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Published 1997 Revised 2021
Here is another method for testing divisibility by $7$ suggested by T.R.Mukundan
In step 1 of the method, we used the fact that there is a unique number in the $7$ times table (up to $10 \times 7 = 70$) ending in each digit $0$ to $9$. Is this true in other times tables? It works for $3, 7,9, 11\ldots$. But it certainly doesn't work for $2$ - no multiple of $2$ ends in $1$. It turns out that it works for any number not divisible by $2$ or $5$ (the prime factors of $10$). To understand why this is true, read this article on the Chinese Remainder Theorem.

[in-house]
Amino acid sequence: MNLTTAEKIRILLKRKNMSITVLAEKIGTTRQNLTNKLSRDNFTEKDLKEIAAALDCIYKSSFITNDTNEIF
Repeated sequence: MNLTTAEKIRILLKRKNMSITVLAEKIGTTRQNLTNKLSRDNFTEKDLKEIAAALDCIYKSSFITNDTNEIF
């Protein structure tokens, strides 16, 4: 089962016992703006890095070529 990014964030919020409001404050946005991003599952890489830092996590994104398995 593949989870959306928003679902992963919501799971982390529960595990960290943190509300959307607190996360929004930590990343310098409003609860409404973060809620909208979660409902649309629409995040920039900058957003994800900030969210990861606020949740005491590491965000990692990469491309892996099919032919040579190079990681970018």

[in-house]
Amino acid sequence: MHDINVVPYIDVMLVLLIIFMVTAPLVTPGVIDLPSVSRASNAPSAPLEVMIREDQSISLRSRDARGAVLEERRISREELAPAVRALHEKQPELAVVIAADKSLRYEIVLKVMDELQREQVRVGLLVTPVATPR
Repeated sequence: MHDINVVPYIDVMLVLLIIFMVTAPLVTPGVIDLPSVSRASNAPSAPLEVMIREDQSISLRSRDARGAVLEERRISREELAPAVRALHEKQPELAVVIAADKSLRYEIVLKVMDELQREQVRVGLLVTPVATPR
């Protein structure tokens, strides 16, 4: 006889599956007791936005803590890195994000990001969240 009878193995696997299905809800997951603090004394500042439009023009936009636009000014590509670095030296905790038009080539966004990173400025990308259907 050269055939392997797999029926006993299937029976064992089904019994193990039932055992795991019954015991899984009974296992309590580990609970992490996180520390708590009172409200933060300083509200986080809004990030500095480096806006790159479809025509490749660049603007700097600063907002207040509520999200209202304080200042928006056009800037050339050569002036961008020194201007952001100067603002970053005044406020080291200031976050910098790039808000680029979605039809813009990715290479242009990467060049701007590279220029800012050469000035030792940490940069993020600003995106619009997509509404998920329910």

Make a set of numbers that use all the digits from 1 to 9, once and once only. Add them up. The result is divisible by 9. Add each of the digits in the new number. What is their sum? Now try some other possibilities for yourself!
How many noughts are at the end of these giant numbers?
Prove that if a^2+b^2 is a multiple of 3 then both a and b are multiples of 3.